I realized long ago that few Christmases are actually idyllic. In fact the first Christmas was anything but picture perfect. Mary and Joseph did not stop at a midnight mass to ponder the coming of their Savior. The political climate was chaotic and oppressive. People were forced to return to their city of birth for the census and the dirt roads would have been crowded, dusty, and noisy. Personal transportation was a donkey not a car with air conditioning and there were no noise-reduction headphones. There was no fast food and no convenient rest areas with picnic tables and clean bathrooms. On top of all this, Mary was experiencing the discomfort of riding on a donkey with a huge belly while experiencing labor pains.
Arriving in Bethlehem was only a temporary relief to the weary travelers, as the inns were full. Since in those days people didn’t hide out in their hotel rooms watching TV and ordering pizza to eat in seclusion, they would have been gathering around fires to cook their food in community. Children would have been running around and parents would have been yelling after the children to behave. In the midst of this chaos, Joseph was under pressure to find a place immediately for his wife to give birth. Joseph is usually portrayed as calm through it all, but from my own experience and stories of others, few men are actually that calm when their wife is about to deliver their first child. Sure they were given a stable but that’s kind of like finally getting a hotel room only to find the bed uncomfortable, the carpet stained, mold on the walls, and the odor of the previous tenant still lingering – not even a 2 star hotel. Somehow we have spiritualized everything to look so idyllic. I can’t think of anything idyllic about going through labor in a stable surrounded by animals. Mary and Joseph’s moment for reflection and wonder probably only came after an intensive labor and after a visit by the Shepherds. There was little in this first Christmas that was quiet, beautiful, or private by worldly standards.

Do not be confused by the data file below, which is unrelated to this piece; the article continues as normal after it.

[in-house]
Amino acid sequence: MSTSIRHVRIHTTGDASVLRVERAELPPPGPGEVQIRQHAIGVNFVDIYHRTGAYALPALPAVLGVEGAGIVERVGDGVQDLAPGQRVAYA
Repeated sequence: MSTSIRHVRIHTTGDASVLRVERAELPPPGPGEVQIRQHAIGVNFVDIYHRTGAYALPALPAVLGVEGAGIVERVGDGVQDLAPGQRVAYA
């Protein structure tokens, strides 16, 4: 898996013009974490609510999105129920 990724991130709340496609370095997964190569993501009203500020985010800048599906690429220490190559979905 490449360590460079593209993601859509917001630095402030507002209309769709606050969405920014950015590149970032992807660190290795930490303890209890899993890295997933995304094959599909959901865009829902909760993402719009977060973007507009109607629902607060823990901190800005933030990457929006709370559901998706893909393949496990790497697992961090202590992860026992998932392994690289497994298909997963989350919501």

Jesus came in the midst of chaos and he came into community accessible to all. He didn’t come to bring us a picture perfect Christmas. He came in the flesh, bringing hope to a chaotic world desperately in need. He came to a world in political upheaval because hope of peace is needed in these moments. He came to broken communities because He is the hope for better relationships. He came in the dark night because He is the hope that light will shine and overcome the darkness. He came to our stressed and burdened lives because he is Christ in us the hope of glory.